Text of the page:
Health insurance mistakes: what NOT to do as a freelancer
1. Not understanding health insurance jargon
No one can blame you for not being an Encyclopedia Britannica of complex health insurance terms, but you should get a handle on the basics before diving in to purchase a plan. For starters, healthcare.gov is a handy resource for brushing up on common health insurance terms. We’ll help you out with a few, too:
Coinsurance – Coinsurance is the total amount of covered health care services that a member is responsible for after the deductible is met. For example: If you have a plan that offers 20% coinsurance, you’ll be responsible for paying 20% of the costs after you meet your deductible.
Copay – Almost every type of insurance plan listed above requires members to pay a co-pay when seeing a doctor. These can range from $10-$50 and can sometimes be applied to the deductible.
Deductible – The deductible is the amount a member must pay for covered health care services before coverage kicks in. Deductible amounts vary widely and may fall anywhere between several hundred to several thousands of dollars annually. The deductible resets to zero at the beginning of the calendar year.
Out-of-pocket maximum – This is the total amount a member is responsible for paying before the plan starts covering 100% on everything. This can easily get confused with the deductible, but they are two separate things. After you meet your deductible, you still have to pay coinsurance and co-pays until you meet the out-of-pocket maximum. After that point, your plan would cover 100% of all costs associated with care.
2. Not having health insurance
So you think you’re so young and healthy that health insurance is unnecessary? Think again. The Kaiser Family Foundation (KFF) reports that the number of uninsured people is on the rise, increasing roughly 700,000 to 27.4 million people in 2017. Health insurance costs hold the top stop for reasons why people go without health insurance. The problem with that logic is that, if something does happen and you don’t have coverage, you’re going to be paying a lot more than a premium would have cost.
As a freelancer, finding the buffer room in your (often variable) monthly income to pay for health insurance can be a challenge. We get it. But don’t let this get in the way of finding affordable, comprehensive, and reliable coverage. IF you go without, you risk:
Avoiding proper healthcare – Without coverage, health care gets expensive. Avoiding health care, however, can cause existing health issues to worsen over time.
Missing needed medication – Prescription drugs are expensive and rising in cost, often making them unaffordable to those without coverage. Missing essential medication can exacerbate health issues.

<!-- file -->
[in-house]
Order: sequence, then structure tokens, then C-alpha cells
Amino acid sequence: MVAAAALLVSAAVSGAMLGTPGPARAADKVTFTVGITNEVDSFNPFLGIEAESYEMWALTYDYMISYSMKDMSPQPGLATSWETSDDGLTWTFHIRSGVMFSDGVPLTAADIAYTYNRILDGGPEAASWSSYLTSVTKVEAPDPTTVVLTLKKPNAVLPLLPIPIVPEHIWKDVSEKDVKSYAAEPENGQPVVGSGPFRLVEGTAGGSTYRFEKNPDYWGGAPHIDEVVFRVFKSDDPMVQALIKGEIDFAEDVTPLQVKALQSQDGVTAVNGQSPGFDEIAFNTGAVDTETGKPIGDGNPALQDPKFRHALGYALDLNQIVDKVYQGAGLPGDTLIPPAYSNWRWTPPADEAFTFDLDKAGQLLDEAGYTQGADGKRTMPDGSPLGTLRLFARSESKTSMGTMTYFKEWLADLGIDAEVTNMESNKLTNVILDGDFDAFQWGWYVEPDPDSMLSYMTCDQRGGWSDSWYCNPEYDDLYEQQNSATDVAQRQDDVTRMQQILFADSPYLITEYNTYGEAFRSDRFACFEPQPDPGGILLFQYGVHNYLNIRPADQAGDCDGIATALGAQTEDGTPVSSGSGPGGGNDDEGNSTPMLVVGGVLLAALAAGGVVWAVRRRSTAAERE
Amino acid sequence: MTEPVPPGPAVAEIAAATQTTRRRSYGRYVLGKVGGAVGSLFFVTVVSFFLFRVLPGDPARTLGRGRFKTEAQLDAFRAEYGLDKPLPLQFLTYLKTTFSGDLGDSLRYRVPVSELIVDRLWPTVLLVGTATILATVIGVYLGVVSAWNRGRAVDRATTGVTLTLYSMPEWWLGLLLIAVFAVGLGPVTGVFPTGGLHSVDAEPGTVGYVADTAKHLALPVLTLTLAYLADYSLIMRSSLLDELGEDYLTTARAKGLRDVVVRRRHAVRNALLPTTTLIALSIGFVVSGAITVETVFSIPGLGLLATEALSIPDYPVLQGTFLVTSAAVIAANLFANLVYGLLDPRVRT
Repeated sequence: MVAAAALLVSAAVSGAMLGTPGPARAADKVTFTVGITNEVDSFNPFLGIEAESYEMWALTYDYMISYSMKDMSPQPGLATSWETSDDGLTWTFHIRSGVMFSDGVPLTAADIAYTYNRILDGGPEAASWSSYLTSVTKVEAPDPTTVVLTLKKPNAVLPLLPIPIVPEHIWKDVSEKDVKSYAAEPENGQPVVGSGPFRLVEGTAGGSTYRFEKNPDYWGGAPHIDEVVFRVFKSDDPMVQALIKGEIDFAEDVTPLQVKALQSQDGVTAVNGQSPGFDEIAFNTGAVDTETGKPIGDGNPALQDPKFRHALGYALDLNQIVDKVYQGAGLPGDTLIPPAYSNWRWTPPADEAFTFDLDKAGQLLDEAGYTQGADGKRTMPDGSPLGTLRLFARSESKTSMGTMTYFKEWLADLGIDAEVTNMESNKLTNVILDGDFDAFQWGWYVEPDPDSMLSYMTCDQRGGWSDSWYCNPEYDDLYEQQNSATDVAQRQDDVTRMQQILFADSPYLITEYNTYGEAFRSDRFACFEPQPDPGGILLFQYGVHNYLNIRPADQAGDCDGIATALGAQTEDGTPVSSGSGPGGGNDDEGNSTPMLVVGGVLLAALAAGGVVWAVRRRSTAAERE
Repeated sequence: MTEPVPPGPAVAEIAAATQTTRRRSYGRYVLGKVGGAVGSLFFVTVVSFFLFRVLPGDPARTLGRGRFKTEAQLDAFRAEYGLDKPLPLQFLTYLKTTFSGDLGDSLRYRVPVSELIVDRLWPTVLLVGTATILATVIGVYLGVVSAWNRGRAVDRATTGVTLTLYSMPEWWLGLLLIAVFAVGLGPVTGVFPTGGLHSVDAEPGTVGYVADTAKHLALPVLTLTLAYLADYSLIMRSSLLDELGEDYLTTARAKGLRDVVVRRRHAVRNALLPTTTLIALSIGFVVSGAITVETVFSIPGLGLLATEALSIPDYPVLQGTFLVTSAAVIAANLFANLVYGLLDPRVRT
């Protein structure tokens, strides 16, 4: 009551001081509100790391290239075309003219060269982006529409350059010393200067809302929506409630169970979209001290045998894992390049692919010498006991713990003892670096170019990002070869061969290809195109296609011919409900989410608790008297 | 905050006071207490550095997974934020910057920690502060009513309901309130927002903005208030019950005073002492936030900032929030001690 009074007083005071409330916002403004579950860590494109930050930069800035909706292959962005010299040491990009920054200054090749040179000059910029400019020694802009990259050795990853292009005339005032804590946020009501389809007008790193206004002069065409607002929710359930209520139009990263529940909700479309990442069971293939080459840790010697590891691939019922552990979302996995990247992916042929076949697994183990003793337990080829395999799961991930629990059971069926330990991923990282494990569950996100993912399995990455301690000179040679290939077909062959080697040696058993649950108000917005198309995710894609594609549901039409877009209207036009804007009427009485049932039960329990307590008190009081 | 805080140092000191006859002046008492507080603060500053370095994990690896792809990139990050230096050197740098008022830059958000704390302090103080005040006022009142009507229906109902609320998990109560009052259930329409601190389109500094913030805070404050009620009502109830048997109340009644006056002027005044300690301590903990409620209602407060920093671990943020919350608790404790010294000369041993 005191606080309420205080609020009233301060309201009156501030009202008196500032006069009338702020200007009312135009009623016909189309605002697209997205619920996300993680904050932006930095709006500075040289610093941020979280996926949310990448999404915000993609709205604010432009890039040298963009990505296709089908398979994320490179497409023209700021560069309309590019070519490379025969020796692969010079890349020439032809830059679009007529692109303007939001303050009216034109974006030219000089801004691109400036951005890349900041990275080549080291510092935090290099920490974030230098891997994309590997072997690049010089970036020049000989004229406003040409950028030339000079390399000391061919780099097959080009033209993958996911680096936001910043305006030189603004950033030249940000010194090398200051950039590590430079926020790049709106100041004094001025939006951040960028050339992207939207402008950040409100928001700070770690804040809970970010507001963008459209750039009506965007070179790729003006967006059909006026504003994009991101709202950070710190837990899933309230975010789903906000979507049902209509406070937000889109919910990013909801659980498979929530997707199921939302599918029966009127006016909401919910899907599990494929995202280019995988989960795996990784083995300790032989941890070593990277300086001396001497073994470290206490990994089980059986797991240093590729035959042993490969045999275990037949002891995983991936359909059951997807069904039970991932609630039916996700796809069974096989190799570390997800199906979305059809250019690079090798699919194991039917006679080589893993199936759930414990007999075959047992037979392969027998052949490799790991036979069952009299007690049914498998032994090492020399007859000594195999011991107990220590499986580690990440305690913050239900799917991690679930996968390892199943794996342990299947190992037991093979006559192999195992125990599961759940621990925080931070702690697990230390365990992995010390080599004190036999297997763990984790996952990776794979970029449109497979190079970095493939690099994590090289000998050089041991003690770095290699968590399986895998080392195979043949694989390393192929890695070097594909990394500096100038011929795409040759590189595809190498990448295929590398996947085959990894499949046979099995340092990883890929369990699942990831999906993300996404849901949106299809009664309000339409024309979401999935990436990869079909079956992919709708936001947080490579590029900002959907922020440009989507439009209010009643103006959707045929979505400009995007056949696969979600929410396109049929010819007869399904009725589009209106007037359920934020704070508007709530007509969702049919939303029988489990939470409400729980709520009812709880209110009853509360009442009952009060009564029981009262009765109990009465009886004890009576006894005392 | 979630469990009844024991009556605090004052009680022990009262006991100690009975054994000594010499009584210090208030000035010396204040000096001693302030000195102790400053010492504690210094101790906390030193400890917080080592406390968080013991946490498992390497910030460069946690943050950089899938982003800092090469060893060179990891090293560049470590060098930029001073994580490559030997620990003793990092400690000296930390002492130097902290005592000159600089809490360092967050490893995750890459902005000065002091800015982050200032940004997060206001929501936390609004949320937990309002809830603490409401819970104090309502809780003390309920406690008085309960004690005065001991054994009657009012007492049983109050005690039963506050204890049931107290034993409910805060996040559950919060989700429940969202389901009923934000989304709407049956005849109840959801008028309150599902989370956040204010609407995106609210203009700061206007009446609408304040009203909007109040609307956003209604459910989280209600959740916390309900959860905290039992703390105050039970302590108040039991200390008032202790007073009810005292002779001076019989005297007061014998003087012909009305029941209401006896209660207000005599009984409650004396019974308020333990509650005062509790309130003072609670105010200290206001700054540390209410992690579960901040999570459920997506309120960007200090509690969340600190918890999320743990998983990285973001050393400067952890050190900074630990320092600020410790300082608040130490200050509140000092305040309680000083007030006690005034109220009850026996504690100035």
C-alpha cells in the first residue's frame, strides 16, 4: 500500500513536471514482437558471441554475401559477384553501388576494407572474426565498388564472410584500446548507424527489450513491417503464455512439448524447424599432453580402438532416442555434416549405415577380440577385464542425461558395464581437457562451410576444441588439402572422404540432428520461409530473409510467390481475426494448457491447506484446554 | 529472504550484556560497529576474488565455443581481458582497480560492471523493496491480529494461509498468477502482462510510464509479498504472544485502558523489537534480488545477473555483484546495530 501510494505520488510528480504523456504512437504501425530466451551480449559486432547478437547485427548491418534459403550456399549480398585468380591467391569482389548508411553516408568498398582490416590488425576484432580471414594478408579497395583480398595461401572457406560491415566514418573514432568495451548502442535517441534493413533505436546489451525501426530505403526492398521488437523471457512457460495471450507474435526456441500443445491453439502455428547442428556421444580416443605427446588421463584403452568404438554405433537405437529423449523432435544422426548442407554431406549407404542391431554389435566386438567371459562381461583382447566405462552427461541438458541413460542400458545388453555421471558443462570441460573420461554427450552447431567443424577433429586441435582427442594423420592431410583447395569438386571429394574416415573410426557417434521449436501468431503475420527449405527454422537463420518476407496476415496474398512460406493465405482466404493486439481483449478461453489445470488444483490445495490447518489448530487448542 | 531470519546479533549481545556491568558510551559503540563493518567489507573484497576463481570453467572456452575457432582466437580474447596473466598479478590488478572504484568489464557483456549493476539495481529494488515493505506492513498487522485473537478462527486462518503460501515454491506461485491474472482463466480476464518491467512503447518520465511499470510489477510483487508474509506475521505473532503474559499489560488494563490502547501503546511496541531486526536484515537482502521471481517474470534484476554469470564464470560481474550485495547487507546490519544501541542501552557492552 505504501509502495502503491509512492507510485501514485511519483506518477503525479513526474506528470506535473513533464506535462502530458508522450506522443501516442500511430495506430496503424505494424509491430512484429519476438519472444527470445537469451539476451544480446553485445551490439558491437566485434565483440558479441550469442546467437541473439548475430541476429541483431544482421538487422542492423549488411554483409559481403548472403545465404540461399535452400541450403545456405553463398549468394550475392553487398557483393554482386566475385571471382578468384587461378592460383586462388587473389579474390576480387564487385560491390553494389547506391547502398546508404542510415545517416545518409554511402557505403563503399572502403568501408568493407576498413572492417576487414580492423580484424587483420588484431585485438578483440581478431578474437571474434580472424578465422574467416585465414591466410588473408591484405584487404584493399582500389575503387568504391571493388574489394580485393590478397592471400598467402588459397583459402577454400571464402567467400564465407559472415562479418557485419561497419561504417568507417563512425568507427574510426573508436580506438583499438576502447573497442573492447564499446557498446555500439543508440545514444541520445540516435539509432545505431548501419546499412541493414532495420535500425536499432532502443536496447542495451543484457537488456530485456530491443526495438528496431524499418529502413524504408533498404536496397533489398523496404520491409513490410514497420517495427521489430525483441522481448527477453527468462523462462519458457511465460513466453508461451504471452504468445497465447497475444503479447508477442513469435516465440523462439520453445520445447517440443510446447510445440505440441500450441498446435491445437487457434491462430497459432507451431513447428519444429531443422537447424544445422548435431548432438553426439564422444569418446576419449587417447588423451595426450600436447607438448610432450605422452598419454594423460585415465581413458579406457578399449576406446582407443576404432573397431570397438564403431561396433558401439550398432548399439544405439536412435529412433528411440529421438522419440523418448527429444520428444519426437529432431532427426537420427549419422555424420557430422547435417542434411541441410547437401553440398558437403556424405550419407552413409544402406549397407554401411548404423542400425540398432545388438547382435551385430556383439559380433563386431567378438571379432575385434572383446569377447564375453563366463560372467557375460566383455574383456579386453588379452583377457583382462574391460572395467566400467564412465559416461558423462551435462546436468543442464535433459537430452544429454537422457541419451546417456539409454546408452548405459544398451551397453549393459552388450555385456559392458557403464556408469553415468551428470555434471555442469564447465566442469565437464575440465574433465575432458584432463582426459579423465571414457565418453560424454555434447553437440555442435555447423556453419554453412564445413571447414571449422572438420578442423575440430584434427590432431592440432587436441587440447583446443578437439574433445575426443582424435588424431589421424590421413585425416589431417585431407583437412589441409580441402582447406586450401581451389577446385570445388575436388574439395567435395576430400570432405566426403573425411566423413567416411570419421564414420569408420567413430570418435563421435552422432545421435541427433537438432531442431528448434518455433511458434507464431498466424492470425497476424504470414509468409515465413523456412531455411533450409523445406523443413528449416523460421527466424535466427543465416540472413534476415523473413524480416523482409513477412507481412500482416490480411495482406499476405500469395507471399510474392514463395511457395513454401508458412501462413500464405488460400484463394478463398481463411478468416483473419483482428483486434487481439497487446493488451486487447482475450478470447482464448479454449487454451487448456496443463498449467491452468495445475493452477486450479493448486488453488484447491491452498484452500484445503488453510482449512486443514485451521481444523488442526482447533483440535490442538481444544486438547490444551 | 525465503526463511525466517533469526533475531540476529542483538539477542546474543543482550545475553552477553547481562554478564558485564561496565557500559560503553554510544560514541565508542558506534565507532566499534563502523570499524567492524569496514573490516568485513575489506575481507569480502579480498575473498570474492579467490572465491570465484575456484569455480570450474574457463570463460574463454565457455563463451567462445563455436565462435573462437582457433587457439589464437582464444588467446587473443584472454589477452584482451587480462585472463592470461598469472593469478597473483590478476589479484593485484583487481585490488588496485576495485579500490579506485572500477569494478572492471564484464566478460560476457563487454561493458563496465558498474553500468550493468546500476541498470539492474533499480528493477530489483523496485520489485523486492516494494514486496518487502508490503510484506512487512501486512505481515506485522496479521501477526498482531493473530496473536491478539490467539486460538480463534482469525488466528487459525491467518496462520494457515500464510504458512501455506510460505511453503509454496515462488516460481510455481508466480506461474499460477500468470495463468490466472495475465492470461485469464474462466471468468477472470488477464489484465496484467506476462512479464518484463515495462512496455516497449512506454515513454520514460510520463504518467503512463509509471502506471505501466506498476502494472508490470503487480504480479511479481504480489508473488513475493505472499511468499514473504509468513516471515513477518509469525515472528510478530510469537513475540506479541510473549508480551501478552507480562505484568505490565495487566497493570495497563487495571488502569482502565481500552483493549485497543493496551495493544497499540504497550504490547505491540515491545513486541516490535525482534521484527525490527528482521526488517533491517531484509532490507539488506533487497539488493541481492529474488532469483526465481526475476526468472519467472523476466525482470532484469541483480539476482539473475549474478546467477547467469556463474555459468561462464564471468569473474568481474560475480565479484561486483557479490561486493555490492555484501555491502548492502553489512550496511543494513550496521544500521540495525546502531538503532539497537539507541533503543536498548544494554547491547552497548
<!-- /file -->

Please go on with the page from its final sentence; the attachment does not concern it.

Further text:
High healthcare costs – Without health insurance, you face much higher healthcare bills than you would if you were covered by a plan.
Inability to pay medical bills/debt – Without healthcare coverage, uninsured people find that they face medical costs they are unable to pay. Eventually, those bills get sent to collection agencies where it may impact your credit score.
3. Picking a plan on premiums alone
We all love low premiums, right? Maybe. Here’s the thing: just like everything else in life, you get what you pay for. If you are only looking for catastrophic or high-deductible plans, this tactic might make sense. However, if you are seeking comprehensive, affordable plans, you need to dig deeper.
Only looking at monthly premiums is a one-dimensional way to consider what health insurance will cost you. Premiums are just one part of total costs, so you’ll also want to see how much certain plans require you to pay in co-pays, co-insurance, and deductibles.
You also need to have a handle on your specific and unique health care needs for the year to understand how all of those things will impact you financially. For example, do you manage a chronic condition that requires certain routine medications and equipment? Do you require regular prescription medication like birth control?
Taking a more holistic view of health plans can give you a better idea of total anticipated health care costs for the year as well as what each plan may cover. Consider yourself the Goldilocks of healthcare: you don’t want to jump into something too cheap or too expensive. Look for something that’s just right for you.
4. Confusing preventative and diagnostic care
Under the ACA, Americans are supposed to have access to affordable preventive care. Most plans available through the marketplace cover a set of preventive services (think screening tests and shots) at no cost. That said, there are times when what starts as a preventive visit turns into a diagnostic one. This could mean you incur additional costs.
For example, visiting your primary care doctor for a routine check up is typically covered at no cost or for a low co-pay. On the surface, this is great. But if you end up complaining of knee pain at this visit and your doctor prescribes pain meds and additional testing, those could qualify as diagnostic care, which may result in additional costs.
Be sure to clarify with your primary care doctor or specialist at the beginning of the appointment to see what the costs associated with care may be. Also do your homework beforehand to see if there may be diagnostic costs associated with your visit. Most of this information should be available to you through your insurer’s website or help line.
Pro tip: Decent’s Pathfinder and Trailblazer plans both offer free primary care. That means that all services offered through your primary care doctor are covered in your monthly premium and cost you exactly $0 every time you need to see your doctor, no matter what the reason.